Sea Maiden 1 Ashley by Robert Kline
This beautiful Sea Maiden illustration is from a collection of Sea Maidens (mermaids), Sea Babies (mermaid babies), Sea Masters (merman), pirates and fairies created by renowned artist and novelist Robert Kline of St. Augustine, Florida. The illustrations are from Robert’s novel The Forgotten Voyage of H.M.S. Baci in which the Sea Captain, Sir Edmund Roberts describes in his log, his various Sea Maiden, Sea Baby and Sea Master sightings. The following is the excerpt for this illustration:
In the summer of 1912 Western civilization had every right to believe it was finished with rumors of Sea Maidens. And yet, in that most scientific of years, while the world cavorted in self-absorbed folly near the quicksand that would be the War to end all Wars, there occurred a conjunction of destiny, madness, loneliness and a son’s need to find his parents that once again brought those mythical creatures to the fore. Edmund C. Roberts, grandson and sole heir to the vast fortune of Sir Edmund Roberts, purchased a steamship, hoisted his Bleriot XI aeroplane (a modern wonder of sticks, canvas, piano wire and a reluctant engine) and set sail (more accurately “steamed forth”) to solve the mystery of his parents’ disappearance. Along the way he intended to put an end to the haze of derision that had befogged his family and his youth by capturing a Sea Maiden and returning with her to swim before his doubters. Ironically, Edmund C. Roberts, noted womanizer, society scoundrel and currently bereft from the loss of the only woman he had ever truly loved, longed to be shut of them; this quest, therefore, to take place “in the glorious absence of female company and temptation”. Afloat with a ship full of men, he was determined to come to grips with his past. They left England and immediately navigated a third of the way around the globe.
Edmund C. Roberts stood on his side of the bridge and felt the comforting resonance of the ship beneath him. A pall of black coal smoke floated as a diminishing line above their wake; an apt marker for a voyage that was so far, a disappointment at best. He had encountered no living soul with even a vague recollection of his parents’ passing. He’d seen no Sea Maidens, and his attempts to take off and land his aeroplane from the makeshift platform that ran the length of his ship were exercises in survival, consuming the mountain of spare part she’d bought and frequently bringing him to within the shadow of serious injury or death. Of the five engines boxed and stowed aboard, two were now smashed and one was somewhere at the bottom of the sea. And his plan to keep his ship all male had proved a mockery from the beginning.
But he was off the coast of Gran Colombia now, lost in thought, depressed and clutching in his hand the finale letter from his parents. More than thirty years old, tattered and soiled, fondled, cursed and salt stained, it was the last touch from his mother’s hand. “We will be back, my dearest Edmund, though not soon enough for your mother’s aching heart. And when we return we will never, ever leave you again. I will hold you tightly, my precious child, and I will not let go. Dream of me, sweet dearest, and always, always remember our kiss—our baci finale. Until you are in my arms once more, I am and always will be, your loving mother.”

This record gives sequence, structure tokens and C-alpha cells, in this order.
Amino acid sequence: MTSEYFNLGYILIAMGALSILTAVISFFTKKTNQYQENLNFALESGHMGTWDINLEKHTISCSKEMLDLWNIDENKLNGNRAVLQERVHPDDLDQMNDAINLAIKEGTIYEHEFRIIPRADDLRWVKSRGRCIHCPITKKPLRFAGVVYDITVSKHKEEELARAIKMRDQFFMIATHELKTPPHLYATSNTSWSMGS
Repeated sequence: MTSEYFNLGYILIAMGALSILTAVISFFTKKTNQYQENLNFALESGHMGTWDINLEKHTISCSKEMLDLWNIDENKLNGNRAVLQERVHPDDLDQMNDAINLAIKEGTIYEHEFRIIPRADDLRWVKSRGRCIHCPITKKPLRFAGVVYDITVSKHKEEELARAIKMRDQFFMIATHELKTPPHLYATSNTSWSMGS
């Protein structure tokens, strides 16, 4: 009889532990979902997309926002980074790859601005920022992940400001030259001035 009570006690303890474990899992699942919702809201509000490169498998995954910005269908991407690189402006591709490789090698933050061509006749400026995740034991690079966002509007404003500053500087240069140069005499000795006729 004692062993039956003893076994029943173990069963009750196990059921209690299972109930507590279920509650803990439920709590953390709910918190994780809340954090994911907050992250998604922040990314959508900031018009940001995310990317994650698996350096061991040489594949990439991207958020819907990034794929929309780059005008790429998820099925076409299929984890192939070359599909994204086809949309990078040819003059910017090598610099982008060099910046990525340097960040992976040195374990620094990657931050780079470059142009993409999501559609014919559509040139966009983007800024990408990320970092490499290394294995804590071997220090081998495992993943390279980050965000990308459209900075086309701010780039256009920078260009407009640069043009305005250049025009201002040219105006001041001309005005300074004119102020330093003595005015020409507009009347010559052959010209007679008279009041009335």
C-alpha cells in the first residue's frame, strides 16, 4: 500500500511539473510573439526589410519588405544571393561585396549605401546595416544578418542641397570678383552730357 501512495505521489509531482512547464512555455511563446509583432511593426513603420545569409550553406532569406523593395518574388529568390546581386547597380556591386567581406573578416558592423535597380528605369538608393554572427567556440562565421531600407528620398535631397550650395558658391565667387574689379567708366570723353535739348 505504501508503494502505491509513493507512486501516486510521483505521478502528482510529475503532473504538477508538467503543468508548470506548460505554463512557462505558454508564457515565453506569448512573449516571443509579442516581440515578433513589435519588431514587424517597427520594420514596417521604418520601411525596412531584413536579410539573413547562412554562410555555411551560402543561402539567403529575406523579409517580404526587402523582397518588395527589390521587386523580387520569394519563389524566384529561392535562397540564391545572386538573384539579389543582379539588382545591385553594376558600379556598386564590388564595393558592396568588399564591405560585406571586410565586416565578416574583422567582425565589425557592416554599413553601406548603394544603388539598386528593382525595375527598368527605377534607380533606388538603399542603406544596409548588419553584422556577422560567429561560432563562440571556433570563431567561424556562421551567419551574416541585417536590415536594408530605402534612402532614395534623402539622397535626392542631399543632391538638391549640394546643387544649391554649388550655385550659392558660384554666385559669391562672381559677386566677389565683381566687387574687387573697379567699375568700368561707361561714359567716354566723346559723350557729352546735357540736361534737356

Edmund C. did not remember that kiss, though its thought haunted him, its reality elusive; alive only in the fading script of his mothers words. The sun had risen, the ripe smell of land and jungle overlaying the ever-present sweetness of burning coal. Today his luck would change. Today the cloak of loneliness and despair would start to rend.
It began just after noon, the day already steamy, his monoplane once more poised and noisy at the end of his makeshift runway, the Baci Finale heading into the wind, slicing the warm Pacific sea with her plumb bow. “Wish me luck, old chap,” he shouted to his mechanic, the little aeroplane shaking as the latest engine sputtered and coughed before truly coming to life. Three sailors released their grasp of the rudder as Edmund C. powered up and squinted ahead. The latest version of their catapult snapped into action and the tiny aeroplane and its pilot accelerated toward the end of the ship and the wide ocean. The tail lifted and they raced on. Off the bow of the ship, and then the stomach-churning drop as Edmund C. and his aeroplane fought for airworthiness. It was gained sooner than ever before and he was aloft and in tentative control. He circled his ship as he fought for altitude and then headed off toward the beach described in his grandfather’s notebook. A splash of orange and white and it was done—his first Sea Maiden sighting. The aviator quietly smiled and then after a gentle diving curve flew by once more. The Sea Maiden, startled from reverie, looked up shielding her eyes. Edmund C. passed, she removed her self to the oceans embrace, and the adventure was engaged.
Edmund C. Roberts’ notebook reads:
One cannot but wonder where it will lead. My first Sea Maiden sighting.
Tail of a clown fish. Wonderful chest. Long hair.
Gran Columbia, South America
August 4, 1912
This illustration is available for purchase in the following matted sizes: 5″ x 7″, 8″ x 10″, 11″ x 14″ and an 11″ x 17″ that comes unmatted on a piece of 1/4″ foam board.